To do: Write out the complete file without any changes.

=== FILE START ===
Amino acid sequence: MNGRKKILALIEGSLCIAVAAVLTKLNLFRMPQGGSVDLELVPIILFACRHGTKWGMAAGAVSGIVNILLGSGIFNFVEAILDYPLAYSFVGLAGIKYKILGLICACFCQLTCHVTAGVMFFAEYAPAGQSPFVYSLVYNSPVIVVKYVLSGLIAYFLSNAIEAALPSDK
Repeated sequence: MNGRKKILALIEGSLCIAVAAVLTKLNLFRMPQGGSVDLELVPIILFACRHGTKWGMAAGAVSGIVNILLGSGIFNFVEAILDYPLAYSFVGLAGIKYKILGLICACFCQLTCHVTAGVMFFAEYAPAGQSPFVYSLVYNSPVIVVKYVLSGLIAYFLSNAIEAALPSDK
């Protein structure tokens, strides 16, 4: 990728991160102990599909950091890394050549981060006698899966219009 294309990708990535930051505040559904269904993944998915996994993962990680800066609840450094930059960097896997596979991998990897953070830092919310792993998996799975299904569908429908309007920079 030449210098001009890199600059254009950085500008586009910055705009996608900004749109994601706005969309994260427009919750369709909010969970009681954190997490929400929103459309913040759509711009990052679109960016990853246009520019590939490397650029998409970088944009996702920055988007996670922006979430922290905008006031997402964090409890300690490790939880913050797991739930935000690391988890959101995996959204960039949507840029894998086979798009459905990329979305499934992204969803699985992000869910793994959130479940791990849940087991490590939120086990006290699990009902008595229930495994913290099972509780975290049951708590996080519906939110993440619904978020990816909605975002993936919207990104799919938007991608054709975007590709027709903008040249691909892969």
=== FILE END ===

Amino acid sequence: MNGRKKILALIEGSLCIAVAAVLTKLNLFRMPQGGSVDLELVPIILFACRHGTKWGMAAGAVSGIVNILLGSGIFNFVEAILDYPLAYSFVGLAGIKYKILGLICACFCQLTCHVTAGVMFFAEYAPAGQSPFVYSLVYNSPVIVVKYVLSGLIAYFLSNAIEAALPSDK
Repeated sequence: MNGRKKILALIEGSLCIAVAAVLTKLNLFRMPQGGSVDLELVPIILFACRHGTKWGMAAGAVSGIVNILLGSGIFNFVEAILDYPLAYSFVGLAGIKYKILGLICACFCQLTCHVTAGVMFFAEYAPAGQSPFVYSLVYNSPVIVVKYVLSGLIAYFLSNAIEAALPSDK
């Protein structure tokens, strides 16, 4: 990728991160102990599909950091890394050549981060006698899966219009 294309990708990535930051505040559904269904993944998915996994993962990680800066609840450094930059960097896997596979991998990897953070830092919310792993998996799975299904569908429908309007920079 030449210098001009890199600059254009950085500008586009910055705009996608900004749109994601706005969309994260427009919750369709909010969970009681954190997490929400929103459309913040759509711009990052679109960016990853246009520019590939490397650029998409970088944009996702920055988007996670922006979430922290905008006031997402964090409890300690490790939880913050797991739930935000690391988890959101995996959204960039949507840029894998086979798009459905990329979305499934992204969803699985992000869910793994959130479940791990849940087991490590939120086990006290699990009902008595229930495994913290099972509780975290049951708590996080519906939110993440619904978020990816909605975002993936919207990104799919938007991608054709975007590709027709903008040249691909892969």